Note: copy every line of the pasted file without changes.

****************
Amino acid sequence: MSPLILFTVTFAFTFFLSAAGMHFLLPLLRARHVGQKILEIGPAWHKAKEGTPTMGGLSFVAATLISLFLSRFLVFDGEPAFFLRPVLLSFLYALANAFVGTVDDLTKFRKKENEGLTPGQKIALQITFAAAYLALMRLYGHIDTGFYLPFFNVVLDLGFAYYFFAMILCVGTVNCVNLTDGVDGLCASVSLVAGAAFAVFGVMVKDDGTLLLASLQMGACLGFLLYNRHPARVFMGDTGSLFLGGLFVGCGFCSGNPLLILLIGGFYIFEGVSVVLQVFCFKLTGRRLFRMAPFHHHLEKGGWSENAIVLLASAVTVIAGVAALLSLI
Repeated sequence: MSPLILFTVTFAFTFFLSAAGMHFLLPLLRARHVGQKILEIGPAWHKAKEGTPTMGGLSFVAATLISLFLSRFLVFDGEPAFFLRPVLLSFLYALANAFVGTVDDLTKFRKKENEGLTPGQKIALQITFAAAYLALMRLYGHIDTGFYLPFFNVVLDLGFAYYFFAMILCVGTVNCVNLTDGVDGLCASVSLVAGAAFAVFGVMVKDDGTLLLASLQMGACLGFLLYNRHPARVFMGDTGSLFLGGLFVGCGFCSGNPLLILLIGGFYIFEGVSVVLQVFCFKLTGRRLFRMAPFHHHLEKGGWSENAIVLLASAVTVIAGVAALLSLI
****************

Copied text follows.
Amino acid sequence: MSPLILFTVTFAFTFFLSAAGMHFLLPLLRARHVGQKILEIGPAWHKAKEGTPTMGGLSFVAATLISLFLSRFLVFDGEPAFFLRPVLLSFLYALANAFVGTVDDLTKFRKKENEGLTPGQKIALQITFAAAYLALMRLYGHIDTGFYLPFFNVVLDLGFAYYFFAMILCVGTVNCVNLTDGVDGLCASVSLVAGAAFAVFGVMVKDDGTLLLASLQMGACLGFLLYNRHPARVFMGDTGSLFLGGLFVGCGFCSGNPLLILLIGGFYIFEGVSVVLQVFCFKLTGRRLFRMAPFHHHLEKGGWSENAIVLLASAVTVIAGVAALLSLI
Repeated sequence: MSPLILFTVTFAFTFFLSAAGMHFLLPLLRARHVGQKILEIGPAWHKAKEGTPTMGGLSFVAATLISLFLSRFLVFDGEPAFFLRPVLLSFLYALANAFVGTVDDLTKFRKKENEGLTPGQKIALQITFAAAYLALMRLYGHIDTGFYLPFFNVVLDLGFAYYFFAMILCVGTVNCVNLTDGVDGLCASVSLVAGAAFAVFGVMVKDDGTLLLASLQMGACLGFLLYNRHPARVFMGDTGSLFLGGLFVGCGFCSGNPLLILLIGGFYIFEGVSVVLQVFCFKLTGRRLFRMAPFHHHLEKGGWSENAIVLLASAVTVIAGVAALLSLI